Here at work today the CEO thought it would be fun to walk across the street to the park and teach juggling to anyone who wanted to come. Call it team building, or morale boosting, or whatever you like, but I think it was a great gesture.
The invitation actually went out a week ago. Everyone knew it was today. I was looking forward to going.
I would like to learn to juggle, but at the very last second I decided I would not attend today. I have a litany (like that word) of excuses: my allergies, I want to leave early, I have work to do, etc.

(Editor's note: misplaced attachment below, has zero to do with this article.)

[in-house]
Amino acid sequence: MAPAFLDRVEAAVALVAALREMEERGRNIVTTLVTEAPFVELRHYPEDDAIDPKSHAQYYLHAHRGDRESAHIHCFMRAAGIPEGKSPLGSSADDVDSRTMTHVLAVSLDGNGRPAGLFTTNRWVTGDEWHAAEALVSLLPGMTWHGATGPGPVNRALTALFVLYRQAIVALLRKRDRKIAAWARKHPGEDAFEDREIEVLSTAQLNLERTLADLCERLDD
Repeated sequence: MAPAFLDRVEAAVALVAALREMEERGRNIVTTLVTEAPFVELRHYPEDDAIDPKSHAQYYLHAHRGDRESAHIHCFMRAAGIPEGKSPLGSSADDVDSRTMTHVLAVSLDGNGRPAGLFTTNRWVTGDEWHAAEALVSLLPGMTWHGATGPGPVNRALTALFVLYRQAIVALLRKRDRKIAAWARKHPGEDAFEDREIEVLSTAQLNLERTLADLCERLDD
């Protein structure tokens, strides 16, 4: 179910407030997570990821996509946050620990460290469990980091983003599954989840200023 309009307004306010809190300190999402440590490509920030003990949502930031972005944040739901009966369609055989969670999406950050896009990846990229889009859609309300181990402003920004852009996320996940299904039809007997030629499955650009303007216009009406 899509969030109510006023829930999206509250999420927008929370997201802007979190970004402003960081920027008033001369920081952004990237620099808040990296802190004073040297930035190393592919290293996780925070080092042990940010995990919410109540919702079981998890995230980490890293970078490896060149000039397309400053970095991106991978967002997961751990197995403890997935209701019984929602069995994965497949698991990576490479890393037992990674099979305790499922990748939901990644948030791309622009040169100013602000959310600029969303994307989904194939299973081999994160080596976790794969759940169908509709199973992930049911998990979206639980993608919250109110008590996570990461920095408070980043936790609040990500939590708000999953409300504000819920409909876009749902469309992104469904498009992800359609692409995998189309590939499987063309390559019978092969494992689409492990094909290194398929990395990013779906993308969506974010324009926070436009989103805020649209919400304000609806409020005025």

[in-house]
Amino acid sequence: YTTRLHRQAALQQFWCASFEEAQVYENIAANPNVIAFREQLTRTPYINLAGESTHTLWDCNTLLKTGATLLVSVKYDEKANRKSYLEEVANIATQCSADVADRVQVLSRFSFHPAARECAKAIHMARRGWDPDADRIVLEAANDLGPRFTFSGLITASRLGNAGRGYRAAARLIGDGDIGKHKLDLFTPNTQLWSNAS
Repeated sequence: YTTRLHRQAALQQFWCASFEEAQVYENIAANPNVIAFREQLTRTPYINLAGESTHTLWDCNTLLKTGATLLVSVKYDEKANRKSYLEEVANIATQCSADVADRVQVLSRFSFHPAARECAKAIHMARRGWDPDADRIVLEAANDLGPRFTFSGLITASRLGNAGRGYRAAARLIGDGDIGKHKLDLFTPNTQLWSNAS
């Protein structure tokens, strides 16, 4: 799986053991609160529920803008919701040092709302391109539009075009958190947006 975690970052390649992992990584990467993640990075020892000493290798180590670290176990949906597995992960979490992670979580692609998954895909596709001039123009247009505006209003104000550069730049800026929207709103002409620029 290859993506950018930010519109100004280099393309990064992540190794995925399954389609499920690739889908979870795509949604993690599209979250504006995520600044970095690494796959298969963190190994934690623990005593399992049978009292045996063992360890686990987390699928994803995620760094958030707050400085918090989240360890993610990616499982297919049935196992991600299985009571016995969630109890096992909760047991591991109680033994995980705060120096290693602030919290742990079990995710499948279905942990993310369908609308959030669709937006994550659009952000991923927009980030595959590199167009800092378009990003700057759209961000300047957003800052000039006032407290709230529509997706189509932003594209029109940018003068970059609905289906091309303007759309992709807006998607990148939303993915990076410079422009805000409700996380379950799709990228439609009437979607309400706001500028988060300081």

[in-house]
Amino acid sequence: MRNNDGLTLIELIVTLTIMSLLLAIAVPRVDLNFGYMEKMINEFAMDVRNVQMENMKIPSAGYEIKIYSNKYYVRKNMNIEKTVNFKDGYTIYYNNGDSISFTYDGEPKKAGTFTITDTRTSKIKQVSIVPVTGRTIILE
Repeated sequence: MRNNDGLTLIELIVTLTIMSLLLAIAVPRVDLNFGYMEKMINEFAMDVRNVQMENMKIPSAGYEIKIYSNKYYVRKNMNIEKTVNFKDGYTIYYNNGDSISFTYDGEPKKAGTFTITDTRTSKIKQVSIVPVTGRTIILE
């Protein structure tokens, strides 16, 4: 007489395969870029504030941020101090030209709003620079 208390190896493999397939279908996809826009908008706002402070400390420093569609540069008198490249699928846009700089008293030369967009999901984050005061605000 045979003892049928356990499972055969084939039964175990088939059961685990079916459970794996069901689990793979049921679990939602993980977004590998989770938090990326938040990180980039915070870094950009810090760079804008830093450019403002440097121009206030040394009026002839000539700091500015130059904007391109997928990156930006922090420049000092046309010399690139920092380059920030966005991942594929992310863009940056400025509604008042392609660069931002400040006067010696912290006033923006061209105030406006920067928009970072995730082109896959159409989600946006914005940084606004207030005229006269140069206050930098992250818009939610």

But when a coworker rushed back into the office to get something she had forgotten she saw me and asked:
"Are you coming to juggle?"
"Not today," I said, adding a thick layer of regret to my words.
She blinked, turned away and said, "Maybe tomorrow..."
It was a wistful and knowing "maybe tomorrow" -- she wasn't saying there would be a chance to spend an hour with the CEO learning to juggle tomorrow. There most likely won't. Instead, I think she was saying that there was NO lesson tomorrow. Why wait? Why pass up a one time opportunity? And with a lame explanation of "not today..."
It's too late to go now. But it's not too late to try to learn from this. I've spent my life spewing out Not Today's. That might even be my catch phrase. I'm incredibly shy and often I'll want to do something, but shyness will overtake me at the last minute.
What if I had said "not today" the day I asked my wife out on our first date?
Am I teaching this to my kids?
I need to do better. I want to do better.